Thighs burning, legs moving so slowly I fear I may actually topple over. When teaching the kids to cycle I always said to keep the legs moving and you won’t fall over. Time to take my own advice. “Keep going to the lights, the hill ends there” someone shouts. ‘OK, Thanks”. The support is great. Theres a team of lads in green cycling jerseys at the top of the hill, shouting encouragement. “Thanks” I call, “You’re Welcome” he calls back. The banter has been like that all day. I tried to remember wherever possible to say Thank You to the volunteers. They’re giving up their day so I can race. I hope that saying thanks at least shows I am very greatful. Keep going, past the lights & into the park. The bike is nearly over. Legs burning, need to slow down.
Lots of people around, massive encouragement, I start to get a bit emotional, everyone is calling out to support us. Can I see Maureen & the Kids? No, they’re probably still at the Zoo. “Why did I say that I’d be late? Idiot”.
Into transition 2, the crowds are 3 and 4 deep on the way in and it reminds me of the 2014 Dublin Marathon. Dublin & Ireland do these kind of events really well both on the management side of things and the support. The noise from the crowd is really great. Kids shouting for Mums, Dads, Brothers & Sisters. Flags, drawings and loads of hand made signs of encouragement. Everyone supporting everyone else. I’ve been out for just over 4 hours now and I’m very aware that the leaders are just finishing. I can see streams of people out on the run ahead of me and transition is about half full, it’s comforting to see that there are vast swathes of space waiting for bikes to arrive though. I might be slow, I might have a long way to go but I’m not last. That’s very encouraging. I begin to get a sense of how big a task I’ve taken on – I’m wrecked now, my thighs are burning, screaming in pain from the last few km’s. I can feel the salt forming on my brow from dried sweat and I still have to run a half marathon!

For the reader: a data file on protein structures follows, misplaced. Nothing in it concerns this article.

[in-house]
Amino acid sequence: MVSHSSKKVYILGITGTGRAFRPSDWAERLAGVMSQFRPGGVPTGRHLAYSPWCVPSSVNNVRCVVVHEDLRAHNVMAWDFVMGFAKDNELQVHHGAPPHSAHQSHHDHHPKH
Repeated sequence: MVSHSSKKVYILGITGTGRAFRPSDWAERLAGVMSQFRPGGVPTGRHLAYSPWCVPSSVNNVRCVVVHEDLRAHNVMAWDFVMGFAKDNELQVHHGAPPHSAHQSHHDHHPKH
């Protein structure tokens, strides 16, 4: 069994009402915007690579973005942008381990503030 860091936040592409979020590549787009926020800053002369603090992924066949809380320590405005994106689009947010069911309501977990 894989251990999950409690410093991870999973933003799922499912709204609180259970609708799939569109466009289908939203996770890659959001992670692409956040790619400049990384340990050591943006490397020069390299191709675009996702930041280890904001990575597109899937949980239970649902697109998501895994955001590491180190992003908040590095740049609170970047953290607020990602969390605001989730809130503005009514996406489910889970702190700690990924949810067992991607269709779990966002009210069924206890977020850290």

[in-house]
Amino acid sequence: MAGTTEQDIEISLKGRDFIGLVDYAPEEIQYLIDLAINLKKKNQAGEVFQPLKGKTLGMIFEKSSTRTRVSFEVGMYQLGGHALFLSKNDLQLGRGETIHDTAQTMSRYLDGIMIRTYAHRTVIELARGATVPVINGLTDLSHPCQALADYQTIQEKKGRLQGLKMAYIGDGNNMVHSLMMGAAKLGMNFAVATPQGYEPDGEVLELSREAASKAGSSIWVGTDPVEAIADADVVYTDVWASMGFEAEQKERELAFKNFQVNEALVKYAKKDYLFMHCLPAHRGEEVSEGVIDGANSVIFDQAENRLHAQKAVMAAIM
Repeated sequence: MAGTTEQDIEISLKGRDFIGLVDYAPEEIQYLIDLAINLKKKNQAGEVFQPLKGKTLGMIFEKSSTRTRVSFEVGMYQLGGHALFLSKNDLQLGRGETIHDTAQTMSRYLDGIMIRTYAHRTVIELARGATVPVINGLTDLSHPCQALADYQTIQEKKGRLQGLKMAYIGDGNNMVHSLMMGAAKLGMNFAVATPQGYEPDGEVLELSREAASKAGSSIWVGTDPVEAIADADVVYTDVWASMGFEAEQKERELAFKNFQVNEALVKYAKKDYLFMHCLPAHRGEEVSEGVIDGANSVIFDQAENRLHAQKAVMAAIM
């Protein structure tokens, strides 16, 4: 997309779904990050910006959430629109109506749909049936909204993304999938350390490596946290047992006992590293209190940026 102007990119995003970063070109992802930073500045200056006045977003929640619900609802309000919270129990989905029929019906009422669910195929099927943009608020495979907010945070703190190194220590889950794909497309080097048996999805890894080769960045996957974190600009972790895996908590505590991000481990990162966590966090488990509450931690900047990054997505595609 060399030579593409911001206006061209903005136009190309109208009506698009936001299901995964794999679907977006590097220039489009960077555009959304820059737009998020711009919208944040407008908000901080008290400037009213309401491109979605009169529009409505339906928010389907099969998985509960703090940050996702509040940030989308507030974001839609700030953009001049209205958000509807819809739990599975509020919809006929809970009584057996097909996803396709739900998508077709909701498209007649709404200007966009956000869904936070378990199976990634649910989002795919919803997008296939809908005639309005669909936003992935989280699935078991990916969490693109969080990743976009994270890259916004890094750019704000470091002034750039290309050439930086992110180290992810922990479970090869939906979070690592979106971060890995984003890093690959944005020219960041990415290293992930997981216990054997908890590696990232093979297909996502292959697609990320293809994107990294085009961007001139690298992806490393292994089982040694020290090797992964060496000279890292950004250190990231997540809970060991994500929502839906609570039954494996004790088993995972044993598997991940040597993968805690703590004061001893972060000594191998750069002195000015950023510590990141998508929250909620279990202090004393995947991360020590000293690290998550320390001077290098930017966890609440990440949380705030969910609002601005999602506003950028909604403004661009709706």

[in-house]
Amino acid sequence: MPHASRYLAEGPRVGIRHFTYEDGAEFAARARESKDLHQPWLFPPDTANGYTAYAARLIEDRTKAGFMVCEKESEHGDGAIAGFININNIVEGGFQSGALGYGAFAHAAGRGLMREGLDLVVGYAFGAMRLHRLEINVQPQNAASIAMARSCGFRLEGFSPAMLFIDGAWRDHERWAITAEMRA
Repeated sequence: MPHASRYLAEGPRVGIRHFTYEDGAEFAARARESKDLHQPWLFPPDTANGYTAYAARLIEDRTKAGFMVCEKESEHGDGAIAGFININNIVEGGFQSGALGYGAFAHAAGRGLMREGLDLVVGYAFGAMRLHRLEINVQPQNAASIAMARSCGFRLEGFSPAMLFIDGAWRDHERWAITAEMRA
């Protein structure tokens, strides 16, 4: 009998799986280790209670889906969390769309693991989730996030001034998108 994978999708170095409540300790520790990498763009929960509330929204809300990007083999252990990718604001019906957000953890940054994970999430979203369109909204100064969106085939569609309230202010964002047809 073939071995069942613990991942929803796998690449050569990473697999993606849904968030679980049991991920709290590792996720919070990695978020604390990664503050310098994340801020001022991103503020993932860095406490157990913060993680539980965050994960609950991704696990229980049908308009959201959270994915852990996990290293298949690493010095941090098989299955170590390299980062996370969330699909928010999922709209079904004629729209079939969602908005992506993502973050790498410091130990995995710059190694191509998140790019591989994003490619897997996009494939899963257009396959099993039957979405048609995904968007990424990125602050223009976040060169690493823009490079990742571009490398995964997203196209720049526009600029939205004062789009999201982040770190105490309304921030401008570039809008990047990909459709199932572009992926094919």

Bike finished in 3:05, Avg 29kmph
I sit down in transition and take my time. I know I’ve about 4hrs 30 before the course closes and I could crawl the 21k and still finish. I relax a lot, this is the time to start enjoying things. the Phoenix Park is a great place to run, the Dublin Race Series is held here as are many other races. It was the place I ran my first ever 5k just 3 years ago. Today we had 3 x 7k loops to complete. I like that, it makes things easy to count down and it is easy to track your progress when the mind is getting a bit confused.
A quick bathroom break before I head out and I know that’s a good thing, I can’t be dehydrated if I’m going for a pee. Still no sign of of Maureen & the kids. Wait, there they are about 100meters outside of transition. there’s Dee too, an old work colleague. Dee is a mountain runner, ski instructor, ultra athlete and all round super fit person. It’s great to see everyone and it gives me another lift, I had a spare energy bar in my tri suit and all I can think about at that moment is that it is going to get very squished if I hold on to it so I throw it on the ground, then I realise that the kids are going to eat it. They’ll be bouncing off the walls for the next few hours and Maureen has to mind them, sorry!
Legs still burning but the first couple of km’s tick off quite well but I know I can’t keep this pace up. The plan was to run slow at 6:15min/km. I missed a couple of weeks running with a slight hamstring tear and I just didn’t get the miles into the legs. I decide to work on a walk/run strategy to ensure I keep trying my best. Run for a couple of hundred meters, walk, wait till the average pace gets close to 6:45min/km and then pick up the pace again. Always walk through the aid stations and take on 2 cups of water at a time.